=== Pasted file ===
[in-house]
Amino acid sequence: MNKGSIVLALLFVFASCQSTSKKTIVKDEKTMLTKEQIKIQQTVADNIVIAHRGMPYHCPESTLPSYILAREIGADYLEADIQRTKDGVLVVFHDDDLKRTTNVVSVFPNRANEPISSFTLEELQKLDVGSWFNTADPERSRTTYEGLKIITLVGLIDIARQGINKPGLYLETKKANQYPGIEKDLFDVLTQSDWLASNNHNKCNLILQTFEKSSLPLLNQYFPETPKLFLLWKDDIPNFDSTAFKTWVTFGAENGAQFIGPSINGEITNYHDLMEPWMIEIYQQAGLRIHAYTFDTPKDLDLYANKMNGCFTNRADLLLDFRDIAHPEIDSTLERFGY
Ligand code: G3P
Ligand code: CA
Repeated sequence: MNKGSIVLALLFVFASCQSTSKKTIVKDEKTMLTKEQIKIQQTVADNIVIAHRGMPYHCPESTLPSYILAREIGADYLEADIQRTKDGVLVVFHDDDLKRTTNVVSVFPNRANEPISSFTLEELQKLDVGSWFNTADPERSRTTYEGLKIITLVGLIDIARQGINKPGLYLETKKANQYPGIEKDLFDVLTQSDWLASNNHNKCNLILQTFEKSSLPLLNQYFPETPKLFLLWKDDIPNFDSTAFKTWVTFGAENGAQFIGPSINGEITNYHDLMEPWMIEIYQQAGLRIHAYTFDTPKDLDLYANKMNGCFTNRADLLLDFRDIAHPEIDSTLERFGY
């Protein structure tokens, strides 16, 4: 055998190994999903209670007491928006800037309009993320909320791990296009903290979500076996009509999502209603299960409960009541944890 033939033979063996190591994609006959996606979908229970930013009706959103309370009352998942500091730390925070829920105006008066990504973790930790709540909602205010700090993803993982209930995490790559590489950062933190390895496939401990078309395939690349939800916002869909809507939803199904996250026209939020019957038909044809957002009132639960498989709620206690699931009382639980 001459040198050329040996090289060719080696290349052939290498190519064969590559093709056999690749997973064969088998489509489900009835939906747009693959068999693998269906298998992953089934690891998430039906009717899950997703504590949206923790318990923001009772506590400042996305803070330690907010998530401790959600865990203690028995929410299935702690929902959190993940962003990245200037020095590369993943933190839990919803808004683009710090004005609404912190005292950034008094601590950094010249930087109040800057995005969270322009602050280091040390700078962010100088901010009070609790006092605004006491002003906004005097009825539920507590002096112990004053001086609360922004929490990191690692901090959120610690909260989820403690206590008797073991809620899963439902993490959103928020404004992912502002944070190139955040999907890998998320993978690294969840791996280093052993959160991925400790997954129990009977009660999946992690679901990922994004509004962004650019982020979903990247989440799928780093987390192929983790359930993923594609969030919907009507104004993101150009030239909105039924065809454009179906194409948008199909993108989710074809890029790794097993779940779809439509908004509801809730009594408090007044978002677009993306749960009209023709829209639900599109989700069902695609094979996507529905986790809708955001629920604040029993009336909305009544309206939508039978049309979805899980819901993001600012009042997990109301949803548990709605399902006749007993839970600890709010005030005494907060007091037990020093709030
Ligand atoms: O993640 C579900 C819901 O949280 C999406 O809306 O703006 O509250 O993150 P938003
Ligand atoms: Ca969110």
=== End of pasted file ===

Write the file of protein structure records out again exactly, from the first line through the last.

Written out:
[in-house]
Amino acid sequence: MNKGSIVLALLFVFASCQSTSKKTIVKDEKTMLTKEQIKIQQTVADNIVIAHRGMPYHCPESTLPSYILAREIGADYLEADIQRTKDGVLVVFHDDDLKRTTNVVSVFPNRANEPISSFTLEELQKLDVGSWFNTADPERSRTTYEGLKIITLVGLIDIARQGINKPGLYLETKKANQYPGIEKDLFDVLTQSDWLASNNHNKCNLILQTFEKSSLPLLNQYFPETPKLFLLWKDDIPNFDSTAFKTWVTFGAENGAQFIGPSINGEITNYHDLMEPWMIEIYQQAGLRIHAYTFDTPKDLDLYANKMNGCFTNRADLLLDFRDIAHPEIDSTLERFGY
Ligand code: G3P
Ligand code: CA
Repeated sequence: MNKGSIVLALLFVFASCQSTSKKTIVKDEKTMLTKEQIKIQQTVADNIVIAHRGMPYHCPESTLPSYILAREIGADYLEADIQRTKDGVLVVFHDDDLKRTTNVVSVFPNRANEPISSFTLEELQKLDVGSWFNTADPERSRTTYEGLKIITLVGLIDIARQGINKPGLYLETKKANQYPGIEKDLFDVLTQSDWLASNNHNKCNLILQTFEKSSLPLLNQYFPETPKLFLLWKDDIPNFDSTAFKTWVTFGAENGAQFIGPSINGEITNYHDLMEPWMIEIYQQAGLRIHAYTFDTPKDLDLYANKMNGCFTNRADLLLDFRDIAHPEIDSTLERFGY
């Protein structure tokens, strides 16, 4: 055998190994999903209670007491928006800037309009993320909320791990296009903290979500076996009509999502209603299960409960009541944890 033939033979063996190591994609006959996606979908229970930013009706959103309370009352998942500091730390925070829920105006008066990504973790930790709540909602205010700090993803993982209930995490790559590489950062933190390895496939401990078309395939690349939800916002869909809507939803199904996250026209939020019957038909044809957002009132639960498989709620206690699931009382639980 001459040198050329040996090289060719080696290349052939290498190519064969590559093709056999690749997973064969088998489509489900009835939906747009693959068999693998269906298998992953089934690891998430039906009717899950997703504590949206923790318990923001009772506590400042996305803070330690907010998530401790959600865990203690028995929410299935702690929902959190993940962003990245200037020095590369993943933190839990919803808004683009710090004005609404912190005292950034008094601590950094010249930087109040800057995005969270322009602050280091040390700078962010100088901010009070609790006092605004006491002003906004005097009825539920507590002096112990004053001086609360922004929490990191690692901090959120610690909260989820403690206590008797073991809620899963439902993490959103928020404004992912502002944070190139955040999907890998998320993978690294969840791996280093052993959160991925400790997954129990009977009660999946992690679901990922994004509004962004650019982020979903990247989440799928780093987390192929983790359930993923594609969030919907009507104004993101150009030239909105039924065809454009179906194409948008199909993108989710074809890029790794097993779940779809439509908004509801809730009594408090007044978002677009993306749960009209023709829209639900599109989700069902695609094979996507529905986790809708955001629920604040029993009336909305009544309206939508039978049309979805899980819901993001600012009042997990109301949803548990709605399902006749007993839970600890709010005030005494907060007091037990020093709030
Ligand atoms: O993640 C579900 C819901 O949280 C999406 O809306 O703006 O509250 O993150 P938003
Ligand atoms: Ca969110």